USCCB president weighs in on HHS mandate cases heard by Supreme Court
March 28, 2014
Archbishop Joseph Kurtz of Louisville, who serves as president of the United States Conference of Catholic Bishops, said in an article for the religion site OnFaith that the Supreme Court should recognize that the right to religious freedom extends beyond worship.
“It is easy to see faith inspiring charity in the many homeless shelters, soup kitchens, and other charitable endeavors started by people of faith in our country,” he said. “But if we look more carefully, we can also see how faith can inspire generosity in other workplaces. Many businesses run by people of faith choose to pay employees more, commit to preserving the environment, establish college funds, or donate significant amounts to nonprofit causes.”
“Both the Green and Hahn families should not be forced to check their faith at the door of their businesses,” he continued as he referred to cases heard by the Supreme Court. “But Hobby Lobby and Conestoga Wood now face annual fines of millions of dollars if they do not provide life-terminating drugs and devices in their employee health plans due to a mandate from the US Department of Health & Human Services.”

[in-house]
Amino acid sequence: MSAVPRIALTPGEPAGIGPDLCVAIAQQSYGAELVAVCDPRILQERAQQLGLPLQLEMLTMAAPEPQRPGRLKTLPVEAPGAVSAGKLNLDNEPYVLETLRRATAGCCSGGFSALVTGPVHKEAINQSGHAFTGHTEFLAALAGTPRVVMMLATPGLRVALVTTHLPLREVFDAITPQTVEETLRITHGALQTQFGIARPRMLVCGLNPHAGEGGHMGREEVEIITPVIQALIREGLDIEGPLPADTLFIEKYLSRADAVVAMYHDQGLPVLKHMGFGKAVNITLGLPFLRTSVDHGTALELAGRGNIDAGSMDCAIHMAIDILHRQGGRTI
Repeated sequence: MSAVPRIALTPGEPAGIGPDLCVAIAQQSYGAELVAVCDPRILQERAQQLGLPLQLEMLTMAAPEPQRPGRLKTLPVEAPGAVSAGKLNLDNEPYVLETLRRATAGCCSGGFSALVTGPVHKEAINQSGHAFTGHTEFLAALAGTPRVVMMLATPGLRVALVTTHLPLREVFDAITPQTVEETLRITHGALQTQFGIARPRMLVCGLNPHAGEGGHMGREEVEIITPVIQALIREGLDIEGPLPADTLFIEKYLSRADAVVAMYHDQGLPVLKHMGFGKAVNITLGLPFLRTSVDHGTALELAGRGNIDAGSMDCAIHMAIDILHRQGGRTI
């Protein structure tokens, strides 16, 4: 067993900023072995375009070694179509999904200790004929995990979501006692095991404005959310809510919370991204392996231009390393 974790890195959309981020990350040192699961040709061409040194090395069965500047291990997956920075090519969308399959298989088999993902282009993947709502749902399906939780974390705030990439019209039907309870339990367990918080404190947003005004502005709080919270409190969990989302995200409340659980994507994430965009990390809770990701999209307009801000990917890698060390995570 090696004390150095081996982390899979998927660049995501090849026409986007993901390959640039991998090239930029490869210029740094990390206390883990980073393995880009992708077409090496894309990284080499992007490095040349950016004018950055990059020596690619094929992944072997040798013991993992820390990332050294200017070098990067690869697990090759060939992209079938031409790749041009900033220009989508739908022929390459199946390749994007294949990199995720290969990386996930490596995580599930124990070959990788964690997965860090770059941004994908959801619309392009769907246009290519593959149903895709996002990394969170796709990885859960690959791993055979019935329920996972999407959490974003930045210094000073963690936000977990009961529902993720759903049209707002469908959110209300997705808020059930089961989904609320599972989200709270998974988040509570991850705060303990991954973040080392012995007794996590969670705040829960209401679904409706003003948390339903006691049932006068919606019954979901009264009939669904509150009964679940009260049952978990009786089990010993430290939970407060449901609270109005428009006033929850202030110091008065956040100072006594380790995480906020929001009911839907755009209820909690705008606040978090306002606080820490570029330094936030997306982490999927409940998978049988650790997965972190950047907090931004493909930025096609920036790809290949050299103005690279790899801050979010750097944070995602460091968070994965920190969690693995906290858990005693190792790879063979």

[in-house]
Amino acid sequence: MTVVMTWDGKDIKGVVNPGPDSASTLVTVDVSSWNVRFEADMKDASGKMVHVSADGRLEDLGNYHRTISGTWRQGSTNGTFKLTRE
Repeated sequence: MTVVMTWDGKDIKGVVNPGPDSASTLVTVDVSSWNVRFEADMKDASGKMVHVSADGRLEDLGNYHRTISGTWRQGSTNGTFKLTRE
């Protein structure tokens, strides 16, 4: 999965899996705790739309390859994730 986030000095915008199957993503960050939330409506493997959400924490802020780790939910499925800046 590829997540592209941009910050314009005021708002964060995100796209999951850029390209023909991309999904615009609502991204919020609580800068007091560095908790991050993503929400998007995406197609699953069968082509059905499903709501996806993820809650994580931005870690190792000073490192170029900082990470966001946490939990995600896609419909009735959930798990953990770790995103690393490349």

“The government has already decided to exempt millions of employees from this mandate for non-religious reasons, but unfortunately, has not extended the same treatment to people striving to follow their faith in business and through nonprofit organizations,” Archbishop Kurtz added.
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- Will the Owners of Hobby Lobby Have to Check Their Faith at Their Own Door? (OnFaith)
- Supreme Court hears Hobby Lobby case, hints sympathy for plaintiffs (CWN, 3/25)
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